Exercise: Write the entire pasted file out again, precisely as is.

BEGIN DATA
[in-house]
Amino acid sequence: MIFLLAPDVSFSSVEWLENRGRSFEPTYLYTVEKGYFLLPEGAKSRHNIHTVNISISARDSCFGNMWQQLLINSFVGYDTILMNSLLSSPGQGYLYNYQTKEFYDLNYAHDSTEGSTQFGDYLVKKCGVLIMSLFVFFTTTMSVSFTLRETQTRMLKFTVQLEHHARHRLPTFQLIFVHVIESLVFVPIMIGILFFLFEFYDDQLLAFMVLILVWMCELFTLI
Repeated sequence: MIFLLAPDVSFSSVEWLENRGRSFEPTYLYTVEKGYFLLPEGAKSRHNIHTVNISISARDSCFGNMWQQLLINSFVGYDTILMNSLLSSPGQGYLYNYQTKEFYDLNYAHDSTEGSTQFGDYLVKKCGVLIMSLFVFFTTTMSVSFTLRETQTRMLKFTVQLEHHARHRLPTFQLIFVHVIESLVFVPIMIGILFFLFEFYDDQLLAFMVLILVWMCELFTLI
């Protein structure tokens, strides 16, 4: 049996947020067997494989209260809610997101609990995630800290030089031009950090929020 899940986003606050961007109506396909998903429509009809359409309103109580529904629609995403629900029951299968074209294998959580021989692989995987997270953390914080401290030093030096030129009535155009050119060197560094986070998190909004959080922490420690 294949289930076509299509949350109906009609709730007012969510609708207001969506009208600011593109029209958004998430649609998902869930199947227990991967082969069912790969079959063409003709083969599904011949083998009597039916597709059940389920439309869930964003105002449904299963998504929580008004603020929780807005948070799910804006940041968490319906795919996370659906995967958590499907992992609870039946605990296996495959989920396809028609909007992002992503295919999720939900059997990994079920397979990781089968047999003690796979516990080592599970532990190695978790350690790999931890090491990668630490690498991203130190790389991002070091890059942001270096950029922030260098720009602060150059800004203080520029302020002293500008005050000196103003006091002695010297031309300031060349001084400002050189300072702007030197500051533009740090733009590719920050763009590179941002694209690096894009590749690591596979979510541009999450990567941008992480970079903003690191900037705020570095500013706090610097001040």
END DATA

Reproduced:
[in-house]
Amino acid sequence: MIFLLAPDVSFSSVEWLENRGRSFEPTYLYTVEKGYFLLPEGAKSRHNIHTVNISISARDSCFGNMWQQLLINSFVGYDTILMNSLLSSPGQGYLYNYQTKEFYDLNYAHDSTEGSTQFGDYLVKKCGVLIMSLFVFFTTTMSVSFTLRETQTRMLKFTVQLEHHARHRLPTFQLIFVHVIESLVFVPIMIGILFFLFEFYDDQLLAFMVLILVWMCELFTLI
Repeated sequence: MIFLLAPDVSFSSVEWLENRGRSFEPTYLYTVEKGYFLLPEGAKSRHNIHTVNISISARDSCFGNMWQQLLINSFVGYDTILMNSLLSSPGQGYLYNYQTKEFYDLNYAHDSTEGSTQFGDYLVKKCGVLIMSLFVFFTTTMSVSFTLRETQTRMLKFTVQLEHHARHRLPTFQLIFVHVIESLVFVPIMIGILFFLFEFYDDQLLAFMVLILVWMCELFTLI
């Protein structure tokens, strides 16, 4: 049996947020067997494989209260809610997101609990995630800290030089031009950090929020 899940986003606050961007109506396909998903429509009809359409309103109580529904629609995403629900029951299968074209294998959580021989692989995987997270953390914080401290030093030096030129009535155009050119060197560094986070998190909004959080922490420690 294949289930076509299509949350109906009609709730007012969510609708207001969506009208600011593109029209958004998430649609998902869930199947227990991967082969069912790969079959063409003709083969599904011949083998009597039916597709059940389920439309869930964003105002449904299963998504929580008004603020929780807005948070799910804006940041968490319906795919996370659906995967958590499907992992609870039946605990296996495959989920396809028609909007992002992503295919999720939900059997990994079920397979990781089968047999003690796979516990080592599970532990190695978790350690790999931890090491990668630490690498991203130190790389991002070091890059942001270096950029922030260098720009602060150059800004203080520029302020002293500008005050000196103003006091002695010297031309300031060349001084400002050189300072702007030197500051533009740090733009590719920050763009590179941002694209690096894009590749690591596979979510541009999450990567941008992480970079903003690191900037705020570095500013706090610097001040």